Moon madness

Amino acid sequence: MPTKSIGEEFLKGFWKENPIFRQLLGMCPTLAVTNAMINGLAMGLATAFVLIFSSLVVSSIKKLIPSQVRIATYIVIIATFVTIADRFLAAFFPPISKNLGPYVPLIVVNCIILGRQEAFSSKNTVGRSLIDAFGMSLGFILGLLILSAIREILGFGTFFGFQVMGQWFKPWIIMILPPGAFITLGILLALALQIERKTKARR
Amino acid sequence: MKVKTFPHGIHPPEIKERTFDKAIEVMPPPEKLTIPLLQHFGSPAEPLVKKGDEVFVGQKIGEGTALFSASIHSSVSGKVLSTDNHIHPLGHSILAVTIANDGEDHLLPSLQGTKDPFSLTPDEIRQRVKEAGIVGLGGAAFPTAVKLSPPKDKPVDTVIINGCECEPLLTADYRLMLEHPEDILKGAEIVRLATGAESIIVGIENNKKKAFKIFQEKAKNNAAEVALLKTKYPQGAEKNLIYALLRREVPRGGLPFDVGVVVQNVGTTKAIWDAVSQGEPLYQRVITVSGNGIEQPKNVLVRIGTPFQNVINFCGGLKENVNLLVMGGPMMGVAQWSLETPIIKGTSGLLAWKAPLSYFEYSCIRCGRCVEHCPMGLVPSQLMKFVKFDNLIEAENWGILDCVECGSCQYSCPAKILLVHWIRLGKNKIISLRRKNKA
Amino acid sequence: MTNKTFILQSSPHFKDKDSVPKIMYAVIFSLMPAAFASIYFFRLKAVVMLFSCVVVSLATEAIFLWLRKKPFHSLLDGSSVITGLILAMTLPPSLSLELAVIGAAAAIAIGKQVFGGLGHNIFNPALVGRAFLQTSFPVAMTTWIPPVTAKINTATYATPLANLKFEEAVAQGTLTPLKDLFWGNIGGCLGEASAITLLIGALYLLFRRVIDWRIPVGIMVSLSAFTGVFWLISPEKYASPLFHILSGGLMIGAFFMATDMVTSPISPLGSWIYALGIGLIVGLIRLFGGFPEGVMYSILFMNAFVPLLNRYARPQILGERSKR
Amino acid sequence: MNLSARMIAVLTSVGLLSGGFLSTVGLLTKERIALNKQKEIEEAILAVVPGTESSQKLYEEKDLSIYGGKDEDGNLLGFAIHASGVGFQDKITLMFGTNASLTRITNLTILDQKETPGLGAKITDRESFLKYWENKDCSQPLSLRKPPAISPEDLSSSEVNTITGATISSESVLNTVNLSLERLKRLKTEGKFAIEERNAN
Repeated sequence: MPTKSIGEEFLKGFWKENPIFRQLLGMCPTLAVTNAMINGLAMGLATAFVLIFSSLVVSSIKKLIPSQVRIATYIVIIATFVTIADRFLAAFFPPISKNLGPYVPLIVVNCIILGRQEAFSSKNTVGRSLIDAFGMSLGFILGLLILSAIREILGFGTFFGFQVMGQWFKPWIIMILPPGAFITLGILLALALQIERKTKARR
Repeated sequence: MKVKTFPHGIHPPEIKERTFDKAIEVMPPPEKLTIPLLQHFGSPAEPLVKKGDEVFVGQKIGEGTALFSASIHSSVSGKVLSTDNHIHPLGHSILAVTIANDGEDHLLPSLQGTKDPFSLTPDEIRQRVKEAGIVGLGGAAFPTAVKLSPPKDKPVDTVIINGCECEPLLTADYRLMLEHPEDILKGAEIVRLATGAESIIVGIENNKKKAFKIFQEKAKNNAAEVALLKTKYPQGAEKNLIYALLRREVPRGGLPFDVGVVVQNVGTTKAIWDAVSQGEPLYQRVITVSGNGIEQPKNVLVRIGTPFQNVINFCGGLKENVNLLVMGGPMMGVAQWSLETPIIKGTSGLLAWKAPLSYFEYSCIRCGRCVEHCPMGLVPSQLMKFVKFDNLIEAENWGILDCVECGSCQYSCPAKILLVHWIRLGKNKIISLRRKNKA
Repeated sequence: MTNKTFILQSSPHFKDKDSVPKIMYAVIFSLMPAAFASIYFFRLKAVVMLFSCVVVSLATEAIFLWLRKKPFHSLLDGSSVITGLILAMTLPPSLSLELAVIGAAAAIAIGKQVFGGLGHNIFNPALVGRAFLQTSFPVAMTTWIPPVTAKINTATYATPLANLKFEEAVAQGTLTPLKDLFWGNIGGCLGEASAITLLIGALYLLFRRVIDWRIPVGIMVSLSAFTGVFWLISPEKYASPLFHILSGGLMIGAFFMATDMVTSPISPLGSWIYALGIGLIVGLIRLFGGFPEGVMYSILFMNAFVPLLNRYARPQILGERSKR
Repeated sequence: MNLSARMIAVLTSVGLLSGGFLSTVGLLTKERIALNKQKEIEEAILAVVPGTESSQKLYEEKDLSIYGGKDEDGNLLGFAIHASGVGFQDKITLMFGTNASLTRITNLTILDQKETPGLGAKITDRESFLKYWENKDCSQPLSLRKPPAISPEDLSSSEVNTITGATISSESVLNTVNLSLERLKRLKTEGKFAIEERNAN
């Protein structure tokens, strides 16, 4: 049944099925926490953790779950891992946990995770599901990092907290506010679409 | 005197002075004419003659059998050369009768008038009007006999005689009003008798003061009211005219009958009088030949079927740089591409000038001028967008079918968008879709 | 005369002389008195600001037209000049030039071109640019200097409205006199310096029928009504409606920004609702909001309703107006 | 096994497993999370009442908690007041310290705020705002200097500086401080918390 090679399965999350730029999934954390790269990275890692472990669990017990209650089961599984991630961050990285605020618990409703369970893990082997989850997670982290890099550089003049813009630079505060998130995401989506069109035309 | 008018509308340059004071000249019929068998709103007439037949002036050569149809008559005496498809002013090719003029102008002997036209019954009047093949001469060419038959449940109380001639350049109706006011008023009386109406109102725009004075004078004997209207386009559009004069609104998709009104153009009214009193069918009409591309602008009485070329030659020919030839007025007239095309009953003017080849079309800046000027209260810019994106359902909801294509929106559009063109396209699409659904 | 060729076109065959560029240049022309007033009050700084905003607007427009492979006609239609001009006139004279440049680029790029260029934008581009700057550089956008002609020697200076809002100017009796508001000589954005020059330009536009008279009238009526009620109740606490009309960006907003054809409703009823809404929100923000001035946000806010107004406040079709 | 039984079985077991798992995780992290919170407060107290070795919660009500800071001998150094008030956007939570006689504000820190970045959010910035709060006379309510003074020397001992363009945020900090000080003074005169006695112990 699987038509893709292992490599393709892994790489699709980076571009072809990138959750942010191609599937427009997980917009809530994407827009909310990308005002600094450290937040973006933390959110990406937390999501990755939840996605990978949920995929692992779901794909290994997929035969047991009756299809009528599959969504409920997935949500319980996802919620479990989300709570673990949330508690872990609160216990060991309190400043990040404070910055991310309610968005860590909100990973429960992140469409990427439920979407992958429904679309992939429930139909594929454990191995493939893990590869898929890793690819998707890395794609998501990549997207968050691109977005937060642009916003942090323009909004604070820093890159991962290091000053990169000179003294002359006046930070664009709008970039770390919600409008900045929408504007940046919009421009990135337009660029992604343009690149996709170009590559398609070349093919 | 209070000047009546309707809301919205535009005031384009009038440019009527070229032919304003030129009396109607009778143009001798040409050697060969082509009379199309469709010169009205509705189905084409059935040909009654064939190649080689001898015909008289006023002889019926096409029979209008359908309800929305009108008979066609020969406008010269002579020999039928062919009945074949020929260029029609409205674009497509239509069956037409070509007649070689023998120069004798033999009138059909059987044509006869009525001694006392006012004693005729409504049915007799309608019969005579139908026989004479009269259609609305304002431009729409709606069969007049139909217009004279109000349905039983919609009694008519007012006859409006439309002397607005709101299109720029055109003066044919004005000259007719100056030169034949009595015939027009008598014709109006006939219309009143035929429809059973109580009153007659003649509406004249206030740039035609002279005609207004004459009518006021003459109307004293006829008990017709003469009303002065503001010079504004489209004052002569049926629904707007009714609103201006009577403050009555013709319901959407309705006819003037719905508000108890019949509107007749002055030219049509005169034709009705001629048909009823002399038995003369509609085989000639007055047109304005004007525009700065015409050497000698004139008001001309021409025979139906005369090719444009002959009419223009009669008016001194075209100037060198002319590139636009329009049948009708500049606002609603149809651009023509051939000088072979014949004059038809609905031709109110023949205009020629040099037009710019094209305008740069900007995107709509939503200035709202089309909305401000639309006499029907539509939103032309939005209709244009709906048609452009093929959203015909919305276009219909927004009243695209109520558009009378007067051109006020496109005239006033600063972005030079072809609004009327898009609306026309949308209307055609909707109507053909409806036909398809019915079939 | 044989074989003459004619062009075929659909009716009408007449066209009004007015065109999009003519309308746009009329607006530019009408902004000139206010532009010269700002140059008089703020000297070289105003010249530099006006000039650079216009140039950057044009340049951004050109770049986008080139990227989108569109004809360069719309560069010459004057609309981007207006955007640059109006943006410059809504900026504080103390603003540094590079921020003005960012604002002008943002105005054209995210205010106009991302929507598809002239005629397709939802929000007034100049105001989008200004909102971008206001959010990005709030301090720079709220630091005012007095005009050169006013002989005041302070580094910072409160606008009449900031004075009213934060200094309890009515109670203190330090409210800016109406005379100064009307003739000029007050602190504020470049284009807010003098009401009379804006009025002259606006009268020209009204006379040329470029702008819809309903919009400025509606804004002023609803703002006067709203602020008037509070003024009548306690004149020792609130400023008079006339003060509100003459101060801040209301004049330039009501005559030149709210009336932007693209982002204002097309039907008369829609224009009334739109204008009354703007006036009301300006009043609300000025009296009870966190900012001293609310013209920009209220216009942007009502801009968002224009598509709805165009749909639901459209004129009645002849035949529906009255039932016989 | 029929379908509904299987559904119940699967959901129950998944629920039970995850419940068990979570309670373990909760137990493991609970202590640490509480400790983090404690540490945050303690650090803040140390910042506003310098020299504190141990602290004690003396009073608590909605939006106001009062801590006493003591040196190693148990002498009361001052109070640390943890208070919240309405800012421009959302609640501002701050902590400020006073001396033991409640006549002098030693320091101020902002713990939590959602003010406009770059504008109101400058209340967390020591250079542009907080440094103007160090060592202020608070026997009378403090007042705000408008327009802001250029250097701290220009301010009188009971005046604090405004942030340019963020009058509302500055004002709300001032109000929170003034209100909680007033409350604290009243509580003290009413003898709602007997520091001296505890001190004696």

Since there are people – and not just the fans of Greek late-night pseudoscientific shows – who believe that the Earth has for centuries been governed by aliens or that the terror attacks on the Twin Towers were part of a conspiracy hatched by the US government and Zionist powers, it should come as no surprise to us to learn that many people believe the Apollo 11 moon landing, 40 years ago, was a hoax. The skeptics include many American citizens who, after all, have a soft spot for conspiracy theories. Some 6 percent of the US population question the Apollo 11 landing but the situation was worse in 1970 when one in three said that «something was wrong» with the landing. The conspiracy theory still ranks among the five most popular. So what was «wrong»? Why does the flag look like it is fluttering? Why did NASA censor the exchanges between the astronauts who, supposedly, saw alien ships? Why were their footprints so deep? Who was Neil Armstrong referring to with his enigmatic remark «Good luck, Mr Gorsky»? How did the cosmonauts survive their passage through the Van Allen radiation belts? These are some of the questions raised by the mostly US-based conspiracy theorists. Of course, there are scientific interpretations more sober than the answer provided by Buzz Aldrin – a punch – to Bart Sibrel who called him a «coward and a liar and a thief.» But for those who are already convinced that «something was wrong,» any scientific explanation is part of the misleading scenario. In order to feel special or superior, privy to some secret knowledge, you cannot possibly adopt what the «naive» and «uninformed» believe. In order to feel more liberated than the misled masses, you fall into the bonds of irrationalism, if not absurdity. That has always been the case. And that’s how it will always be. Humans will have colonized Mars and skeptics will still dispute that we ever made it to the moon.